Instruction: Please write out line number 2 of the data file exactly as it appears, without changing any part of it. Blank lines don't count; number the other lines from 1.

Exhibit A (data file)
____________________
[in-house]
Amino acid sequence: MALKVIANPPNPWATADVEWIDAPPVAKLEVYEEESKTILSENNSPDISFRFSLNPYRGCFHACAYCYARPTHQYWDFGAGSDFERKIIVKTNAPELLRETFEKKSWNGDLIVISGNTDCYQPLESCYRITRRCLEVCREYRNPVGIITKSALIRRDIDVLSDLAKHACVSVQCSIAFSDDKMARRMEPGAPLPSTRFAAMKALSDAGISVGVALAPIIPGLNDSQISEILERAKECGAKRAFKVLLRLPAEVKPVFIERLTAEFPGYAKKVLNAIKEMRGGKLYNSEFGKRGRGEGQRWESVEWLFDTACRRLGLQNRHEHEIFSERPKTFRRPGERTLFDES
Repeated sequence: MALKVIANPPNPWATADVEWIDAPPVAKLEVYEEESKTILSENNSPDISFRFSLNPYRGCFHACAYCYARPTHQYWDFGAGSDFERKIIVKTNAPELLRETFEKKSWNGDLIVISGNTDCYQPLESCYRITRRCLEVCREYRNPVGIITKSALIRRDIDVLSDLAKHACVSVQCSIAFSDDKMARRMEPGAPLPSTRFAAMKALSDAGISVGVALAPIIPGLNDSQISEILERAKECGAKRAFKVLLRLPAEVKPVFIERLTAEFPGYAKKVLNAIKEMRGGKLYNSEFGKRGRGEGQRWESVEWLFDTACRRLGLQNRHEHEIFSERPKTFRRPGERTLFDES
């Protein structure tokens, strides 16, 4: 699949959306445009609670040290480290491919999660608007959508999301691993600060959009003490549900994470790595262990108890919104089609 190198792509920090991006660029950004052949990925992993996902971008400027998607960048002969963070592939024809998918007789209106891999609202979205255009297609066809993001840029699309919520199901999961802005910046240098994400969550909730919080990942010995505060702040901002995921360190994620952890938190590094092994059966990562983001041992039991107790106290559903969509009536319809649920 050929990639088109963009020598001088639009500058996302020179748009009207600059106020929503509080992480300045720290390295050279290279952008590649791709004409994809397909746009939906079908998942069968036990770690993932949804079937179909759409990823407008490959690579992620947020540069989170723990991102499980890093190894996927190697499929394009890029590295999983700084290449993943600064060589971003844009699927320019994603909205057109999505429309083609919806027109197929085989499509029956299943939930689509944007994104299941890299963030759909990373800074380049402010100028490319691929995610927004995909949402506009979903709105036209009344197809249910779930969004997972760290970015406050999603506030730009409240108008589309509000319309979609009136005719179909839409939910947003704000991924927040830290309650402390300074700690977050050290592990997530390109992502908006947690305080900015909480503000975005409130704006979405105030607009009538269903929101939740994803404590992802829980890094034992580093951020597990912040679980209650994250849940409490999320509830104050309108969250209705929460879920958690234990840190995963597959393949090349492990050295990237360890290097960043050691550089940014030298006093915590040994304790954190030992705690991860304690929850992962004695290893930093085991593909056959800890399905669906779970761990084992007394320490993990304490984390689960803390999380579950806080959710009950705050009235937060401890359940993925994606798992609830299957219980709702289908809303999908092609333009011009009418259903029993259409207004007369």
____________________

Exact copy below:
Amino acid sequence: MALKVIANPPNPWATADVEWIDAPPVAKLEVYEEESKTILSENNSPDISFRFSLNPYRGCFHACAYCYARPTHQYWDFGAGSDFERKIIVKTNAPELLRETFEKKSWNGDLIVISGNTDCYQPLESCYRITRRCLEVCREYRNPVGIITKSALIRRDIDVLSDLAKHACVSVQCSIAFSDDKMARRMEPGAPLPSTRFAAMKALSDAGISVGVALAPIIPGLNDSQISEILERAKECGAKRAFKVLLRLPAEVKPVFIERLTAEFPGYAKKVLNAIKEMRGGKLYNSEFGKRGRGEGQRWESVEWLFDTACRRLGLQNRHEHEIFSERPKTFRRPGERTLFDES